Recently, a Navy commander overseeing 44 active construction sites for the Naval Facilities Engineering Command Southwest removed a site safety officer and a project superintendent from a $100-million jobsite in Southern California after workers struck several underground utility lines. Although

no one was injured, the strikes constituted serious safety infractions. As the commander saw it, the supervisors were not doing the job, which was unacceptable.

This incident is not an anomaly. As T.B. Penick & Sons' safety director, I feel the same way as my boss, Tim Penick: The Navy will not stand for lapses, even when no one is hurt. For contractors who work or aspire to work on military projects, the message today is clear and unambiguous: Safety is a core value, and the Navy is committed to achieving a zero-mishap record on its jobsites. Contractors and their subs can either get on board or get out of the way.

The Navy looks to its contractors to study and emulate the safety practices of successful industry leaders such as DuPont, Parsons Corp. and Jacobs Engineering.

And the Navy holds everyone accountable in front of their peers and military brass. A contractor has a lot of skin in the game.

Even the selection criteria for NAVFAC Southwest design-build best-value contracts have been modified to place greater weight on safety. While safety was previously a subordinate selection criterion, it is now one of four key factors.

Navy Captain Mike Wiliamson, the officer in charge of construction for Marine Corps Installation West, is leading the charge along with Captain James Wink. The ultimate support comes from the commanding officer of Naval Facilities Engineering Command Southwest, Capt. Keith Hamilton, and his successor, Captain Cliff Maurer. They have overseeing NAVFAC Southwest's installations and have implemented a comprehensive, multi-faceted strategy to drive home the emphasis on safety.

All Mishaps Noted

Naval officers and NAVFAC construction managers are personally involved in monitoring site safety compliance; enforcement is hands-on and face-to-face. A Contractor's Serious Incident Report is filled out after any on-site mishap—which includes striking a utility line.

These reports are detailed and drill down into direct and indirect causes of the incident. Owners and executives from both the general contractor and the subcontractor get involved and take actions, including sanctions for those not following safety protocols and, if necessary, new processes to avoid reoccurrence of the mishap.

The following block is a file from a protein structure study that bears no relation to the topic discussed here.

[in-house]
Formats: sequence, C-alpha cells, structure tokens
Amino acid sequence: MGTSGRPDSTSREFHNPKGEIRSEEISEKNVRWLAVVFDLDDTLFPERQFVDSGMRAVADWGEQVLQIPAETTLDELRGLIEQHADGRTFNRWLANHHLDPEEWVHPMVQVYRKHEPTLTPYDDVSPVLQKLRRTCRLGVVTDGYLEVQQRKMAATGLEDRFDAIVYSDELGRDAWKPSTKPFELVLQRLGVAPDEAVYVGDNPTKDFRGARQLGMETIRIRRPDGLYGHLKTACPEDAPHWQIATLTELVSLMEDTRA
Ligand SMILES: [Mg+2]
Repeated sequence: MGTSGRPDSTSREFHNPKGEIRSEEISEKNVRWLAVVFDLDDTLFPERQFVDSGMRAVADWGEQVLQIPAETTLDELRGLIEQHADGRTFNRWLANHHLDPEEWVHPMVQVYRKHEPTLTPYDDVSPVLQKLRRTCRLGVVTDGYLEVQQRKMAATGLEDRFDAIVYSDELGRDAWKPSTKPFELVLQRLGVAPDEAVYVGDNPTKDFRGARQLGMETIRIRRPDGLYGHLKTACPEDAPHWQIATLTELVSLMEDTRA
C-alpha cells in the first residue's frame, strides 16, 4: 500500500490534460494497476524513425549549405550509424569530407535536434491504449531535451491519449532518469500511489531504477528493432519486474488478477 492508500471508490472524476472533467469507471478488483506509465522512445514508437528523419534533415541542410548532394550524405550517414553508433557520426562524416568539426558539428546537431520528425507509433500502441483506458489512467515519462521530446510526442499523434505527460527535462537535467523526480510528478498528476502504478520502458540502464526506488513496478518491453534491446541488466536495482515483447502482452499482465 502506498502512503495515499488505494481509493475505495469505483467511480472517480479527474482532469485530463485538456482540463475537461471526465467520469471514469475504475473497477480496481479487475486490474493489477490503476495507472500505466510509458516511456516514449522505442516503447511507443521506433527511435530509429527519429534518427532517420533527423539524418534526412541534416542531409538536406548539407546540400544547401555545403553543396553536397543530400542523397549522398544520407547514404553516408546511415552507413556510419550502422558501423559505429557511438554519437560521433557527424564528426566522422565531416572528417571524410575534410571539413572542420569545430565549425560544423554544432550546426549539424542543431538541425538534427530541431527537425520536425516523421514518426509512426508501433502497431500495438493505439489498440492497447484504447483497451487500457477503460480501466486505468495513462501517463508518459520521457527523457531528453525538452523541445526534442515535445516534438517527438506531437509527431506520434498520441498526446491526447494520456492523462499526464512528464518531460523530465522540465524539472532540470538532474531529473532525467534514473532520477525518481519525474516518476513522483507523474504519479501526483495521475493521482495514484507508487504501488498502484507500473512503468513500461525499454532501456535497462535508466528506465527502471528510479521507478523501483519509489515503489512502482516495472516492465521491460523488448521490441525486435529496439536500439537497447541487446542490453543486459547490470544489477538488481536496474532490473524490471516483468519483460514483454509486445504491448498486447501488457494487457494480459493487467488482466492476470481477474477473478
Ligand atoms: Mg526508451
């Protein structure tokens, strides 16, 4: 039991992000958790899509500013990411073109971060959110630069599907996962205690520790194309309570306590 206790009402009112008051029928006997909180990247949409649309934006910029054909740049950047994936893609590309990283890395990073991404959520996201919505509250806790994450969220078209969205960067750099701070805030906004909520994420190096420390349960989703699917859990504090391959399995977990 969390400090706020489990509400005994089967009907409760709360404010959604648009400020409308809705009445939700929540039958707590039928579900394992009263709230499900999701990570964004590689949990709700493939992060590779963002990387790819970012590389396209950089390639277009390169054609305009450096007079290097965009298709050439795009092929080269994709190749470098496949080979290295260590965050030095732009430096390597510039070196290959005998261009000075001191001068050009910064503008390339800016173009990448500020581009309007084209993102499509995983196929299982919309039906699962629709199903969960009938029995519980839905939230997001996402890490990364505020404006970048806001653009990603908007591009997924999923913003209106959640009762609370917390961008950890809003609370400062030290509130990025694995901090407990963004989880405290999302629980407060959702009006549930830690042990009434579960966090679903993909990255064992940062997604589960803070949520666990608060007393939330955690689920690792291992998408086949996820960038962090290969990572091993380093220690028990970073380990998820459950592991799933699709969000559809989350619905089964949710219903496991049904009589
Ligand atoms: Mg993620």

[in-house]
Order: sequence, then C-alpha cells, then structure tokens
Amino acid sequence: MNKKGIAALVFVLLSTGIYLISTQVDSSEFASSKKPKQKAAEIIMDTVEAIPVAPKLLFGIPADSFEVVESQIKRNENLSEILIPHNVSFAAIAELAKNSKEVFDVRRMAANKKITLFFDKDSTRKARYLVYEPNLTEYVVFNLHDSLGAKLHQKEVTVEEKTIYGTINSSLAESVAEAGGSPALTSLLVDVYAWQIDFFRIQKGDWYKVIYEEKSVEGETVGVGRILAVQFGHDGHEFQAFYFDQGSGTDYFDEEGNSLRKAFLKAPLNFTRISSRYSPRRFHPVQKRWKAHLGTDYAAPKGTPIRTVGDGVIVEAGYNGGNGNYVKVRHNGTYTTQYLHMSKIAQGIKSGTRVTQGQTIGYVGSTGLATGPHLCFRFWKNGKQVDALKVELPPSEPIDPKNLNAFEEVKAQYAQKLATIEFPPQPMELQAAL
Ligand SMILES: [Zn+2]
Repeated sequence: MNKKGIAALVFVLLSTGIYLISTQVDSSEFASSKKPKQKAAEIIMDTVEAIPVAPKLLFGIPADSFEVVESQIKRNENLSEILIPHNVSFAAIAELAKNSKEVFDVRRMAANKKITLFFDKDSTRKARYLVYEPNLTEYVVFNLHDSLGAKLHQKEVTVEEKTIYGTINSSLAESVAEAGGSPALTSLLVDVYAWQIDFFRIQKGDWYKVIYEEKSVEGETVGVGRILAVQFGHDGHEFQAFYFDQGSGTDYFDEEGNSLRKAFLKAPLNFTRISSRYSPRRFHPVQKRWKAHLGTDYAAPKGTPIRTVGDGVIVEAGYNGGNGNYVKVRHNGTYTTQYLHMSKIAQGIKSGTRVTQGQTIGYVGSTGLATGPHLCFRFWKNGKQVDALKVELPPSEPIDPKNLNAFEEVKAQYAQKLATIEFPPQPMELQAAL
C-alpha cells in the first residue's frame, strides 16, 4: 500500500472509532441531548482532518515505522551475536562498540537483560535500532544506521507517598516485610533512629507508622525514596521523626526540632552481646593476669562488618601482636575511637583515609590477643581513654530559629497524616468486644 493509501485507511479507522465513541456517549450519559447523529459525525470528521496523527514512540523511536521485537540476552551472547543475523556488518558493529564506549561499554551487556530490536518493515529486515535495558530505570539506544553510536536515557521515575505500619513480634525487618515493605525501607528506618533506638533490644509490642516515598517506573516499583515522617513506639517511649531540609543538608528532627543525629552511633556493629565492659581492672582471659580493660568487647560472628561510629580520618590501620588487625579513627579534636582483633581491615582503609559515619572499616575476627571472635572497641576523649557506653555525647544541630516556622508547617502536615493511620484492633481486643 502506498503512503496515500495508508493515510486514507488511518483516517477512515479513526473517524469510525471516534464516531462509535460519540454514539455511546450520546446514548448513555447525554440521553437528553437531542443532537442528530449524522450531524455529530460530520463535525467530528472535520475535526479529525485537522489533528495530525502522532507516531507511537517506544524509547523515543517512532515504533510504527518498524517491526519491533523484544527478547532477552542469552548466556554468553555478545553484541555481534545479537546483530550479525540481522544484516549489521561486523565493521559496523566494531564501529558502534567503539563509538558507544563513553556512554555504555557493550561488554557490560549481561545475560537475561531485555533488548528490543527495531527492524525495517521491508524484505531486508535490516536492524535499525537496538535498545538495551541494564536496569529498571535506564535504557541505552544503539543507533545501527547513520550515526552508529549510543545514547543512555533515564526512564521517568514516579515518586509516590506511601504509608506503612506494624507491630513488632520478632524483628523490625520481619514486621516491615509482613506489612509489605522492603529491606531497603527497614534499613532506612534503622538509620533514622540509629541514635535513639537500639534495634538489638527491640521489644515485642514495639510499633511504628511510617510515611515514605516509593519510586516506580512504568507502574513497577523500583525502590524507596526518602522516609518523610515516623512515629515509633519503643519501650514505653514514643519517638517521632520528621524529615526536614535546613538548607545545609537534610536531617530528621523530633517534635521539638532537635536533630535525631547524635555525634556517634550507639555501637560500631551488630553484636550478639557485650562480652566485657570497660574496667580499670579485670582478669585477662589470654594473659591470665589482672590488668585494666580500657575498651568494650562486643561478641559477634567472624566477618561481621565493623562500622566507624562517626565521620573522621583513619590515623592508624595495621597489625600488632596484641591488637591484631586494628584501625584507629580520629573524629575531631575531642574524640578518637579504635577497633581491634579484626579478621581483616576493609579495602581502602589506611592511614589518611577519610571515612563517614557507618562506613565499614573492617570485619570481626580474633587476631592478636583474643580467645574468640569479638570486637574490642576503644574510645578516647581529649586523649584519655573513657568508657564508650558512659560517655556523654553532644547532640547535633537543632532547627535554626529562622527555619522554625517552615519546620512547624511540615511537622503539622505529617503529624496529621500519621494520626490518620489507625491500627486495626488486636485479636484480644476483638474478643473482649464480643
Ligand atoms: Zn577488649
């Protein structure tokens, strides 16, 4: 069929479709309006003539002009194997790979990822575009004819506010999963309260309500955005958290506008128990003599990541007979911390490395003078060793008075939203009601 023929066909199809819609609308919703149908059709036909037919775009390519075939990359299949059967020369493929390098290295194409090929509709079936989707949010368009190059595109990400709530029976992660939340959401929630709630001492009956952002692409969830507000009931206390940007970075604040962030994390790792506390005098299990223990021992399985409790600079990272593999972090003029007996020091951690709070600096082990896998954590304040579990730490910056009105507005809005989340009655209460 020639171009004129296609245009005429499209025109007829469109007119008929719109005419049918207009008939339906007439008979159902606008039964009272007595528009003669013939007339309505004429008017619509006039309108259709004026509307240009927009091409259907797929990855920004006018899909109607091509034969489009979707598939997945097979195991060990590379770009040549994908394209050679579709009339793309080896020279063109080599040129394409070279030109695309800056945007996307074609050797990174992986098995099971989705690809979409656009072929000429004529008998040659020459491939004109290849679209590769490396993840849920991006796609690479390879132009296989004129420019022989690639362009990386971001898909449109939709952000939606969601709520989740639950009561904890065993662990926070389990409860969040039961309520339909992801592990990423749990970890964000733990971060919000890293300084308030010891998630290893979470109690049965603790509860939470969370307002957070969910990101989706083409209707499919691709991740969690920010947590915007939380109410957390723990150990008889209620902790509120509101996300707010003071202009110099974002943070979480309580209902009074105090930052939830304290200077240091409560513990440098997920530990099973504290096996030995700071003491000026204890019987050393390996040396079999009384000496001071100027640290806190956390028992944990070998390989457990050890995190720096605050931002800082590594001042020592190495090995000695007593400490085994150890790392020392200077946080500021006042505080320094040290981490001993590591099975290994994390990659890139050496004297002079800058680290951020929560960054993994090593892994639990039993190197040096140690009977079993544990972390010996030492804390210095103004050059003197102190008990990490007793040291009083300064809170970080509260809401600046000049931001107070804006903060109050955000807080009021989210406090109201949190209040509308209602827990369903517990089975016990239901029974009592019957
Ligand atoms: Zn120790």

The Navy assesses not only lagging indicators—such as experience modification rates and loss statistics—but also leading indicators. "You need to be showing consistent effort and constant improvement to stay in the game," says one contracting executive who has worked with NAVFAC.

On jobsites, NAVFAC Southwest officials aggressively monitor compliance at all levels, requiring more and better safety training and hazard identification methods and calling for additional safety and health inspection personnel as well as added redundancy measures. Besides requiring safety and health officers at more small and mid-sized sites, the resident Officers in Charge of Construction (OICC) are calling for greater use of activity hazard analyses at all sites. Site personnel are required to write out every step of every task, identify the potential hazards, prepare preventative measures and implement safety controls.

The Days Away, Restrictions and Transfers (DART) rate for NAVFAC Southwest sites provides evidence of the impact these measures are having. According to data for 2010, the DART rate for OICC Marine Corps Installations West stood at 0.58%. This percentage compares to the U.S. Labor Dept.'s national general construction DART rate of 2.3% for the same period, an astounding 75% improvement over the national industry average.

Clients who aggressively demand jobsite safety in this way help transform our industry. I agree. The military sees jobsite safety as a moral imperative, and they are holding contractors accountable as never before.

Everyone up and down the chain of command knows the names of workers involved in a mishap. It's not unusual for a construction executive to get a call from a commander or a captain inquiring about an incident.